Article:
The 2021 Data Breach Investigations report provides insights from the analysis of over 29,000 real world cyber security incidents from 2020 helping Security Managers track the evolving behaviour and tactics of threat actors.
The Verizon Data Breach Investigations report has become a regular fixture on the annual cyber security calendar over the last 14 years. This year’s report uses data from 83 organisations to analyse the tools, tactics and procedures used in 29,207 real world security incidents, including 5,257 data breaches. We covered the lessons from last year’s DBIR report here.
How breaches happened in 2020
Here are some key takeaways from the report, focusing on the data that relates to Europe, Middle-East and Africa – which is a bit different in emphasis from the global and North American situation.
The people are the problem – they keep losing their credentials
The biggest attack vector used in data breaches (over 50%) in EMEA was basic attacks against web applications. The report defines these as: those with a small number of steps or additional actions after the initial Web application compromise. They are very focused on direct objectives, which range from getting access to email and web application data to repurposing the web app for malware distribution, defacement or future DDoS attacks.
80% of these web applications were compromised using stolen credentials – either through social engineering (see below) or through credential stuffing attacks which suggest your system admins are re-using passwords.
When it comes to web servers, in over 60% of the attacks, the objective was to repurpose the server as a malware distribution node, DDoS server or crypto miner.
Over all the kinds of breaches, 61% involved the use of compromised credentials.
Almost 20% of data breaches in EMEA involved social engineering – phishing is on the rise along with Business Email Compromise. BEC incidents doubled compared to the previous year. Some form of Social Engineering – tricking your staff into opening malicious attachments, clicking on links or divulging their login credentials to the bad guys – was the second biggest primary attack vector observed in all the data breaches studied for the report in EMEA – but it was the largest when looking at all breaches globally. 85% of all data breaches (globally) involved a human element.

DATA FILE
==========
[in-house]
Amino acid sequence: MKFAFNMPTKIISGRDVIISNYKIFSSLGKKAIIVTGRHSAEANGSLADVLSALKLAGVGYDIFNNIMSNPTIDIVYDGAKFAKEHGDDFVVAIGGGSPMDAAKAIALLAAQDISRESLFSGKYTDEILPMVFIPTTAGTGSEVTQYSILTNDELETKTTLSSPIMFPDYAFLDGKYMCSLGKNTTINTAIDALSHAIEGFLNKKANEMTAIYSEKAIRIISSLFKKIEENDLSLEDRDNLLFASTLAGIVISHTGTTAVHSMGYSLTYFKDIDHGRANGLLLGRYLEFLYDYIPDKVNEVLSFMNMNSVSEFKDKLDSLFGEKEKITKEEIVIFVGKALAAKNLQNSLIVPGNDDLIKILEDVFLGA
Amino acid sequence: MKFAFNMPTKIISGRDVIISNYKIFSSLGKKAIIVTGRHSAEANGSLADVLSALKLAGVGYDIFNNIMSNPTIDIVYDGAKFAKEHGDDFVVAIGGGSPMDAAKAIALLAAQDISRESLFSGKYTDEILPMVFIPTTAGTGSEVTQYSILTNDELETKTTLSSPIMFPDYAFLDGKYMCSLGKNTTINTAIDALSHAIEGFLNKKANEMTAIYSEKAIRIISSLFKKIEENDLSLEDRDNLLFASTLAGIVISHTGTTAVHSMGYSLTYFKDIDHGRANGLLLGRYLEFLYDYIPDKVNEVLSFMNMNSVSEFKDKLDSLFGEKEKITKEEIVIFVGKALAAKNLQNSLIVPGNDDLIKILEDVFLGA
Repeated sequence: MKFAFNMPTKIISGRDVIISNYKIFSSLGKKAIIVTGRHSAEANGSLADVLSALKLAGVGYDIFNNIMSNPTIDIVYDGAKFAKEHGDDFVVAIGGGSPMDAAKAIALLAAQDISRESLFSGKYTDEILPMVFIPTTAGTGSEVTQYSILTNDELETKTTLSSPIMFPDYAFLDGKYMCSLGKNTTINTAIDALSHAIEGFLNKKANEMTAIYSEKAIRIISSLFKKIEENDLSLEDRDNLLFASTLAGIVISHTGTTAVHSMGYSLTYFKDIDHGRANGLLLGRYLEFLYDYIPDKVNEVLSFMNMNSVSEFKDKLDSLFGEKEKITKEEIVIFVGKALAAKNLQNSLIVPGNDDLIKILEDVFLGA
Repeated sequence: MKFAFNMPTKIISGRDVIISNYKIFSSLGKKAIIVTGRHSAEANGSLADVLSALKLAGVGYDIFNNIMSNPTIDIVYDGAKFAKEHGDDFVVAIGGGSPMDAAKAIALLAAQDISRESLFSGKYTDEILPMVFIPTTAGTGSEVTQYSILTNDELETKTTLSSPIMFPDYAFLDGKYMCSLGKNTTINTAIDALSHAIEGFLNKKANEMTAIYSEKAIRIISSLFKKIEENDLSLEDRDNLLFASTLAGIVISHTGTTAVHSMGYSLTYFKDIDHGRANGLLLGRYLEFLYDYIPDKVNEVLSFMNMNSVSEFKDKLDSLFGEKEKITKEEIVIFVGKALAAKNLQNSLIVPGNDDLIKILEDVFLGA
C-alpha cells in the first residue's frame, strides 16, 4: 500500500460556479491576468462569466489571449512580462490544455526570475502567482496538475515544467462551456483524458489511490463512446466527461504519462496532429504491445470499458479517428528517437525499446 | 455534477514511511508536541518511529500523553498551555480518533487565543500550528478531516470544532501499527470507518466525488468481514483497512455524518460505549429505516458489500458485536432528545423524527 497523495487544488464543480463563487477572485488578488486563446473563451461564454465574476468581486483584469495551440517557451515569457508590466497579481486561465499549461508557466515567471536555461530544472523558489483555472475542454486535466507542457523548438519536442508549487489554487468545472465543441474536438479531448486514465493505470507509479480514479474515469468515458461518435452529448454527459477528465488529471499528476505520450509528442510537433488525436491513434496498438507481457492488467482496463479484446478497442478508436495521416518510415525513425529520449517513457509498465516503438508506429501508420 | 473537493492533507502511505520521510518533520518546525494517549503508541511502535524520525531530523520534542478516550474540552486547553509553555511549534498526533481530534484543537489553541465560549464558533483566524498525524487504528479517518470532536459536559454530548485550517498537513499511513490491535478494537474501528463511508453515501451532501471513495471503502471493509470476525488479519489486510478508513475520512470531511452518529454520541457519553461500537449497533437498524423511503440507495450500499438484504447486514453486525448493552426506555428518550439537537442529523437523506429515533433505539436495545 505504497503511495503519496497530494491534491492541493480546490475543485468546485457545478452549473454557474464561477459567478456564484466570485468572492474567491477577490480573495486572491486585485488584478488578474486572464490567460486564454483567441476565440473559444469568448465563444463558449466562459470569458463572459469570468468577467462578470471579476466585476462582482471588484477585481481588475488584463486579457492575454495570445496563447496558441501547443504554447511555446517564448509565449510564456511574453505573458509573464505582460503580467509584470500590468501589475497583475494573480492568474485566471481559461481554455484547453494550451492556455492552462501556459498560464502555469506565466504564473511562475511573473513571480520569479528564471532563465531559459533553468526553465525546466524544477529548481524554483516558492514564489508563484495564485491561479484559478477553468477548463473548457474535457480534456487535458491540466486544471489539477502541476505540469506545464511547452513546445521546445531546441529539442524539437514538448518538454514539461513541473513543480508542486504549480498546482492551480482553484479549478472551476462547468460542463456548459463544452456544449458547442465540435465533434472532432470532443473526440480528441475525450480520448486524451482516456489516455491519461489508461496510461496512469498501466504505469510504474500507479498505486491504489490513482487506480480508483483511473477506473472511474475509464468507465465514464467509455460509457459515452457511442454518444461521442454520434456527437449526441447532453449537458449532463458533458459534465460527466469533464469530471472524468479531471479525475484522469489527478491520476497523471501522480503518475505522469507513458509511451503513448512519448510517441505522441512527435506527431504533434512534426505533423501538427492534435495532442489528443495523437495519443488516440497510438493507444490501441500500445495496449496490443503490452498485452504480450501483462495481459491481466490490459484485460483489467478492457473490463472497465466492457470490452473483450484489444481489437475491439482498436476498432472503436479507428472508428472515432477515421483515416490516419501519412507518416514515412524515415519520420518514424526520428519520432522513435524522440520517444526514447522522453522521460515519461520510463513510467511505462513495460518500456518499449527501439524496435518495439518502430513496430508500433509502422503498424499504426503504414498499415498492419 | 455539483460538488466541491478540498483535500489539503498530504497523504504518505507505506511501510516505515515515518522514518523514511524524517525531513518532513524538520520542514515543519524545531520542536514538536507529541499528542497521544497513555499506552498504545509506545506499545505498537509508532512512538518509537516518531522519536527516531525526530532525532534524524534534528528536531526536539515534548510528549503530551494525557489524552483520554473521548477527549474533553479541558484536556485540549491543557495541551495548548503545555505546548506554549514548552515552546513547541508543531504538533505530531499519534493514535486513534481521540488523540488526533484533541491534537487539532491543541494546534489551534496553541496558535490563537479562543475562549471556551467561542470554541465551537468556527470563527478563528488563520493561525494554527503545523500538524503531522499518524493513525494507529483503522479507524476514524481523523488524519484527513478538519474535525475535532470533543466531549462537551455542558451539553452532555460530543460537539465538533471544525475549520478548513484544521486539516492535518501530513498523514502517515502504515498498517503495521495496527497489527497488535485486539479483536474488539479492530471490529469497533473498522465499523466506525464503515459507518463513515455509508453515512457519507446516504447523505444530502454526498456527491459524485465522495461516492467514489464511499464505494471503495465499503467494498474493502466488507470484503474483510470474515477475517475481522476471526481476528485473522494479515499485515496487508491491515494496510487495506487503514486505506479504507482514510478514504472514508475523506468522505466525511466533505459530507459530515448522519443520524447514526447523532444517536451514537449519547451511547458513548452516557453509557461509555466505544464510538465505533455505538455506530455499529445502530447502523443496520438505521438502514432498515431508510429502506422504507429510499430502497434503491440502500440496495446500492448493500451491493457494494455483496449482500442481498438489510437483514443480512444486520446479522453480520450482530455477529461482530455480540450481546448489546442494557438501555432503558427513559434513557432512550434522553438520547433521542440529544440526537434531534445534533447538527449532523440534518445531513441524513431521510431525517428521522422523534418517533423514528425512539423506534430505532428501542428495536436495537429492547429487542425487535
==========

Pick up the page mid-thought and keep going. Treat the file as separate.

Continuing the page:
Complex System Intrusions on the rise
A new category in this year’s report, System Intrusion, refers to complex multi-step attacks where the attackers penetrate deeply into the target network. These account for just under 20% of breaches.
Starting with Social Engineering or Hacking to gain initial access, these attacks often (70% of the time) install malware – either ransomware or some form of data siphoning. A typical data siphoning attack, often referred to as a Magecart attack after the pioneers of this technique, involves the installation of malware in a payment system to take a copy of PCI card details as they flow through the system and send a copy to the attackers who then sell them on the dark web.
The people really are the problem – they don’t read the manuals
The fourth most common cause of breaches (about 18% of the time) is human error. This includes emailing sensitive data to the wrong person or leaving cloud data stores unsecured or misconfigured. 99% of the time the error was made by an employee and not a business partner or supplier.
Half of the time it was a Sys Admin who dropped the ball, 30% of the time it was a developer and less than 20% of the time it was an end user. According to the report, most of the compromised assets were cloud based – indicating perhaps that we are still learning how to manage and secure cloud services compared to on premises hardware.